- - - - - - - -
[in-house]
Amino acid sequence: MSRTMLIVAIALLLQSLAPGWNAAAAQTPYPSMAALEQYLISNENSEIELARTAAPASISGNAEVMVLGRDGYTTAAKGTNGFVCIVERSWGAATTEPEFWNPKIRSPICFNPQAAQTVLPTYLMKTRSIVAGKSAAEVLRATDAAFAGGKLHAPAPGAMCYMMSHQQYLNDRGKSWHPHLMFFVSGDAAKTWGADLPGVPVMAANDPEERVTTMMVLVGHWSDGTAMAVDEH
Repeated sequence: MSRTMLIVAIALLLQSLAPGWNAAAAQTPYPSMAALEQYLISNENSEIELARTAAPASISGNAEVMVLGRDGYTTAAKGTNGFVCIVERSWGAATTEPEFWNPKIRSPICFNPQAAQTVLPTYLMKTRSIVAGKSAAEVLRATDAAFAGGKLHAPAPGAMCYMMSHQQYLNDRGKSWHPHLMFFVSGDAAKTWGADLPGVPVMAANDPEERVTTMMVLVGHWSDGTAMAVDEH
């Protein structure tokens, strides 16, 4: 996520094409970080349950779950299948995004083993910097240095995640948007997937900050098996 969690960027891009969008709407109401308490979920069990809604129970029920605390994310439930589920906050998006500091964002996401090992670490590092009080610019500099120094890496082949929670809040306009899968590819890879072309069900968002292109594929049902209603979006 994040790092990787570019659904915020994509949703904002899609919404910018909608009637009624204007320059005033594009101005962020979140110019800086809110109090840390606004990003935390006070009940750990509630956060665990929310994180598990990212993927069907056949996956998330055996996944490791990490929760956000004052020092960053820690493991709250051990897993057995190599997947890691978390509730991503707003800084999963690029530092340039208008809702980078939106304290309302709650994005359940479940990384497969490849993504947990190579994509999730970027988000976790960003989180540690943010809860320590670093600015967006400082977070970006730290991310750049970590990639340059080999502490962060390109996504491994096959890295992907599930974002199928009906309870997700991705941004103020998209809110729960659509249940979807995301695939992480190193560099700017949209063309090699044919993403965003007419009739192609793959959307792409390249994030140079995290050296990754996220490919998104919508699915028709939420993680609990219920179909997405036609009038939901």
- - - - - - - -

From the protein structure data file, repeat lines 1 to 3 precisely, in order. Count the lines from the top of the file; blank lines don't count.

[in-house]
Amino acid sequence: MSRTMLIVAIALLLQSLAPGWNAAAAQTPYPSMAALEQYLISNENSEIELARTAAPASISGNAEVMVLGRDGYTTAAKGTNGFVCIVERSWGAATTEPEFWNPKIRSPICFNPQAAQTVLPTYLMKTRSIVAGKSAAEVLRATDAAFAGGKLHAPAPGAMCYMMSHQQYLNDRGKSWHPHLMFFVSGDAAKTWGADLPGVPVMAANDPEERVTTMMVLVGHWSDGTAMAVDEH
Repeated sequence: MSRTMLIVAIALLLQSLAPGWNAAAAQTPYPSMAALEQYLISNENSEIELARTAAPASISGNAEVMVLGRDGYTTAAKGTNGFVCIVERSWGAATTEPEFWNPKIRSPICFNPQAAQTVLPTYLMKTRSIVAGKSAAEVLRATDAAFAGGKLHAPAPGAMCYMMSHQQYLNDRGKSWHPHLMFFVSGDAAKTWGADLPGVPVMAANDPEERVTTMMVLVGHWSDGTAMAVDEH